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Etiquette for video conferences

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Etiquette for video conferences

Bravis News

Video broadcasts in HD quality are a great thing when documents such as design or construction drawings or computer tomographies have to be evaluated, or possibly processed on a group basis by participants at spatially separate locations. "HD quality can rapidly be lost, however" as explained by André Röhrig, director of BRAVIS
International GmbH from Cottbus, "if participants sit in front of the webcam - in their home office for instance - looking scruffy or wearing the wrong outfit." And that is far from being the only faux pas that people can make. Above all else, it is decisive for the success of a video conference (VC) that all of the participants can be easily understood. This should be consistently ensured at the start of a VC in order to avoid subsequent disturbances.

Not speaking too quickly, but articulating well; always allowing partners to put their point across and not interrupting - these are additional rules that should be followed. Another thing of importance is maintaining eye contact with the participants during the VC - the camera positions should also be checked before the start under all circumstances.

Another key aspect in terms of the success is the video conference system technology. Here, the following applies: the easier it is to use, the better. "When developing BRAVIS 2.1, we keenly focused on ensuring intuitive ease of use", explains Röhrig, before then adding: "But not to the detriment of necessary features such as application
sharing or the virtual whiteboard!"

Another key aspect in terms of the success is the video conference system technology. Here, the following applies: the easier it is to use, the better. "When developing BRAVIS 2.1, we keenly focused on ensuring intuitive ease of use", explains Röhrig, before then adding: "But not to the detriment of necessary features such as application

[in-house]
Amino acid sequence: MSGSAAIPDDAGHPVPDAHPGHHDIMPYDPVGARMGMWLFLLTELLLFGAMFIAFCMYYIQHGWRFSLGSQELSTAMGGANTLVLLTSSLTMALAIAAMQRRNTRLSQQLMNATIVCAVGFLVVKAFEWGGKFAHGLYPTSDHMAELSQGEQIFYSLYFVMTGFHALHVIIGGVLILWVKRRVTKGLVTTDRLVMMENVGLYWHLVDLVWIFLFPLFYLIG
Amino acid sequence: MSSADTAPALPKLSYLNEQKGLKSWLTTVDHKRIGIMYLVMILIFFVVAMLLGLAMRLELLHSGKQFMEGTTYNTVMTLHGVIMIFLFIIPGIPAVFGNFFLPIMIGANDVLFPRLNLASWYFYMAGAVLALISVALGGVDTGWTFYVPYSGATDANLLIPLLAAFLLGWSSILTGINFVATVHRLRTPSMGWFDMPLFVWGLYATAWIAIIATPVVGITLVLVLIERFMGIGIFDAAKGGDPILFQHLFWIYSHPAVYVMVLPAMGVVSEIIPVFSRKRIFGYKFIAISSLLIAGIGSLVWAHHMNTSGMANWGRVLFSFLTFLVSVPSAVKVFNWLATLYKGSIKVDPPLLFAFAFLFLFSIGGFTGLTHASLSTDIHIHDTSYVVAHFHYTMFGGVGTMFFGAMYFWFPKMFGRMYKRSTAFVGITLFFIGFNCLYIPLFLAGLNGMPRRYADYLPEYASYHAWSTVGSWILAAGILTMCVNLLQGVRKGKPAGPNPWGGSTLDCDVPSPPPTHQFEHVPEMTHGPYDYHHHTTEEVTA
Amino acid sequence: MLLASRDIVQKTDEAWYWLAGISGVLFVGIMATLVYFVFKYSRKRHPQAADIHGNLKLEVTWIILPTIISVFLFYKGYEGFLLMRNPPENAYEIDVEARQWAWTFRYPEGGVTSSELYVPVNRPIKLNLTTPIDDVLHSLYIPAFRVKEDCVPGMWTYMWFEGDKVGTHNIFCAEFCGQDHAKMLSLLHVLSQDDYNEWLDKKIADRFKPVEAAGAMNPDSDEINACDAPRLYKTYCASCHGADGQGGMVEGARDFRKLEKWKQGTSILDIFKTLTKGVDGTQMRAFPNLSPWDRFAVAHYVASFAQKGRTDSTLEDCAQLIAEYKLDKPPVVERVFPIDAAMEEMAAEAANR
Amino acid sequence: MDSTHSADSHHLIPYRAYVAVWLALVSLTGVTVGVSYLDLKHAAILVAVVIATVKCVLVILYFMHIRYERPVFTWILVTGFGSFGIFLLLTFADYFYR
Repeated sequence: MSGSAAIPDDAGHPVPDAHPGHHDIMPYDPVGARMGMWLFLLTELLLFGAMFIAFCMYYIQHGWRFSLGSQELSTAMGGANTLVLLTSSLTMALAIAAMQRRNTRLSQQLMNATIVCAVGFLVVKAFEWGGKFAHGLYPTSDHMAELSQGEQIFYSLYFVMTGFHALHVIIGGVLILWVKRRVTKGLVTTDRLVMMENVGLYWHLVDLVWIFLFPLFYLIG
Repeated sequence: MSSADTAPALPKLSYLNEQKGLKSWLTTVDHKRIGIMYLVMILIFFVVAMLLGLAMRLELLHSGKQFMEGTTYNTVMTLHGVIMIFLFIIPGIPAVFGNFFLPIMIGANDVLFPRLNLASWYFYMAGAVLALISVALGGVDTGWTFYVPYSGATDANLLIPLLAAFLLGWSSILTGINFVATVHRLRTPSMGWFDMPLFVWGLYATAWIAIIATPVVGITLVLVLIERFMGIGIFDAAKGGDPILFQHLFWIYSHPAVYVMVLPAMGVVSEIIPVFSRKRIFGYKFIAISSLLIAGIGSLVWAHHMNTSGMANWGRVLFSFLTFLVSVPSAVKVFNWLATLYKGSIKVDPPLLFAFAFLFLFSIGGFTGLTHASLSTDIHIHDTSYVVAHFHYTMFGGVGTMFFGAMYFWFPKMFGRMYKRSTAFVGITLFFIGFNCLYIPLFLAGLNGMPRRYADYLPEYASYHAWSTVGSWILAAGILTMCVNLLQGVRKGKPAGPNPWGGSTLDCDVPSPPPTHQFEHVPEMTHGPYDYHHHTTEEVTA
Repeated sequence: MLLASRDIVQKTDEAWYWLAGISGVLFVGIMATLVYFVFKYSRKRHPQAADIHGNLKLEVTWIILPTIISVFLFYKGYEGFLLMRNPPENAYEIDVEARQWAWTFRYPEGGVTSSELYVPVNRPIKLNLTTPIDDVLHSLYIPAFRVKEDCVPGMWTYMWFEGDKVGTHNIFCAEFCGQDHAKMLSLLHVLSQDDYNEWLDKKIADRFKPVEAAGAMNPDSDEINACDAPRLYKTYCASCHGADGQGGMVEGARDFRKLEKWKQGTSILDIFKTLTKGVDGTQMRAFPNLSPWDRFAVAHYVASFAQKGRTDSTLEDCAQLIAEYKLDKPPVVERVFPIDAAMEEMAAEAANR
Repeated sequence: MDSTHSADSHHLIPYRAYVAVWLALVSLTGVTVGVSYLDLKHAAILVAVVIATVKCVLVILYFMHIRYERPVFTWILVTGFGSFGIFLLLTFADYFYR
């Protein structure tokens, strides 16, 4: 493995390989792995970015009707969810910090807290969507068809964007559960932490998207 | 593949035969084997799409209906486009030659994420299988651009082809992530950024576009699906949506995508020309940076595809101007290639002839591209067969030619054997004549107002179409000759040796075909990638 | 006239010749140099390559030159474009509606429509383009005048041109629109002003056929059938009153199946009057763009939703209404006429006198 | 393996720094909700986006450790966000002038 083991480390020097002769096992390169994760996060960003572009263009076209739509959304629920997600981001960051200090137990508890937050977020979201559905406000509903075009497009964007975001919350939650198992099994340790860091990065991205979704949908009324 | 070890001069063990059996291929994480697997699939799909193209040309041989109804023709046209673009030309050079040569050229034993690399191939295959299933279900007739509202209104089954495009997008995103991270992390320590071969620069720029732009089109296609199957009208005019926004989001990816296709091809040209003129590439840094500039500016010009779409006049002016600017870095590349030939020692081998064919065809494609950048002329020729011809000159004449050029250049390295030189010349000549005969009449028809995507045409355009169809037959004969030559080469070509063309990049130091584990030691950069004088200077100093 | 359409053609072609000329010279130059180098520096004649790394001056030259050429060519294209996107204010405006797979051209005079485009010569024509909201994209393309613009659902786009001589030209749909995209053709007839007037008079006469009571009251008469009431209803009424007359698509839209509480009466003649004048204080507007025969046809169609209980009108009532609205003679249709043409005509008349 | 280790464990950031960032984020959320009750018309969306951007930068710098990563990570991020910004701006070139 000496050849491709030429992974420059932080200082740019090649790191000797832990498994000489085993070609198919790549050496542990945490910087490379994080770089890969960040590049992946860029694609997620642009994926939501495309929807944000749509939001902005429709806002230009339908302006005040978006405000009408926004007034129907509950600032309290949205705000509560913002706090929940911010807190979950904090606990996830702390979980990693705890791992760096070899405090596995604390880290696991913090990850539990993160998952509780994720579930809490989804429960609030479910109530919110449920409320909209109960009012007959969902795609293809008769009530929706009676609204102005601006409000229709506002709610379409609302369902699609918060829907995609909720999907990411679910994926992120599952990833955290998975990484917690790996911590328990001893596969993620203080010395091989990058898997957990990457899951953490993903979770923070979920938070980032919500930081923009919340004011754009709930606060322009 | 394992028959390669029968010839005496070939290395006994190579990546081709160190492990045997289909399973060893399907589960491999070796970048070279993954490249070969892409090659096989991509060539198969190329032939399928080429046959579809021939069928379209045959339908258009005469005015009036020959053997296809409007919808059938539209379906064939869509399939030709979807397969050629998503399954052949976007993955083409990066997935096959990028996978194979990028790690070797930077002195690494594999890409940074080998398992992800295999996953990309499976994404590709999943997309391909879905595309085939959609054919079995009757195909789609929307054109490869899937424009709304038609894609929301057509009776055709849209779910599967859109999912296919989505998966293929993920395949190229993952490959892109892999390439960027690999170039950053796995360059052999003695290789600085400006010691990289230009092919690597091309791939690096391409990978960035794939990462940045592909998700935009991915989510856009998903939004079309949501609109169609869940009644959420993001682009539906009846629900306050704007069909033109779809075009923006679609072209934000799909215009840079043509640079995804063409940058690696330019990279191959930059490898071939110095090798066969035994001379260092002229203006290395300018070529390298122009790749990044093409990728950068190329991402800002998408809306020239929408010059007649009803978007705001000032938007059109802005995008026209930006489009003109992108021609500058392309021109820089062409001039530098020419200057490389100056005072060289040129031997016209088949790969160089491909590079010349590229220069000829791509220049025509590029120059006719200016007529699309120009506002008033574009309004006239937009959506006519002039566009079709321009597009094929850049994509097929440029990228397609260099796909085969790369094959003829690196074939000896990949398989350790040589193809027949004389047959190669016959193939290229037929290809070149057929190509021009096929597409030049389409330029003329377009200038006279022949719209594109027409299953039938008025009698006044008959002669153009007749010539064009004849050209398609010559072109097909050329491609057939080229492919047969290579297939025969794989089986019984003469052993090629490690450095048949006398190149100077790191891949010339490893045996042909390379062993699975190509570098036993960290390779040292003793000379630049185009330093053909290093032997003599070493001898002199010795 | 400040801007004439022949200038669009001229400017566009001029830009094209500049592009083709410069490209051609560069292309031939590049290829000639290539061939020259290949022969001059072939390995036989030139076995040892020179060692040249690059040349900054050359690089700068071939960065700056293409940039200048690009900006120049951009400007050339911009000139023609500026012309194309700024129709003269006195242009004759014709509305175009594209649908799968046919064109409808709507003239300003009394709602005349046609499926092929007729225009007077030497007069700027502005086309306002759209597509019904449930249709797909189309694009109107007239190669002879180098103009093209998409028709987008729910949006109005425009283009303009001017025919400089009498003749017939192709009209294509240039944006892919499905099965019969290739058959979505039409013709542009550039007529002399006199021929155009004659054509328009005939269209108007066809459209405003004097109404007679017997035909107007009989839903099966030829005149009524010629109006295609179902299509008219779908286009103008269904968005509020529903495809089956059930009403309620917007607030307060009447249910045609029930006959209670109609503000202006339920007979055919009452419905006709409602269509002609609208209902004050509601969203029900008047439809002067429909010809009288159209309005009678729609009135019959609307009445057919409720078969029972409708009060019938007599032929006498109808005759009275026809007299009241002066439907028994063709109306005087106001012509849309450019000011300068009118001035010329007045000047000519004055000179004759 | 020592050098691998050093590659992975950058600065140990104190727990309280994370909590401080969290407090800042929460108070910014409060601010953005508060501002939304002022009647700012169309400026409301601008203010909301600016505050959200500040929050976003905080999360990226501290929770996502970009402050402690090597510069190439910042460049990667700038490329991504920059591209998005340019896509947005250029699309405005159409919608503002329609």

sharing or the virtual whiteboard!"

And another thing which comes across as unprofessional is not having required documents at hand to assist discussions with colleagues or business partners. Another absolute no-go are diversions and annoyances in the background. These include any amount of unsuitable wall decorations (there’s nothing wrong with Pirelli calendars - but they shouldn’t be in a VC), background noise from radios or pets running about in home office environments, or colleagues who ’want to quickly get their face on camera’ in the office environment. Posting a "Do not disturb" sign on the door can help to prevent the latter.

"Telekom has recently published some tongue-in-cheek rules of etiquette that are easy to understand", adds André Röhrig. Their department for user-oriented research and innovation has recently published a study with the title "eETIQUETTE@WORK - Empfehlungen für die Zusammenarbeit in der digitalen Welt" (Etiquette at work, recommendations for cooperating in the digital world) which was created on the basis of an interdisciplinary collaboration of lead users, ergonomists and experts from the industry, the knowledge society and digital bohemianism.

Some examples from the study:
"An express train in your ear? Think about your listeners and use the mute function
... when you’re on the move."
"How’s it going?" also goes for communications online. There’s always another person
sitting at the end of the line."
"Communication isn’t a one way street. Give others a change to talk - and that means
online as well."
"Googling before a first date is a no-go; but before meetings with experts, it’s a doso!"



Downloads:

Press release 12- Etiquette for video conferences (PDF 24,30 KB)

References

Eiffel Stahltechnologien

Temmler Pharma

Eiffel Stahltechnologien

Digital Design Cottbus

WSN Sicherheit und Service GmbH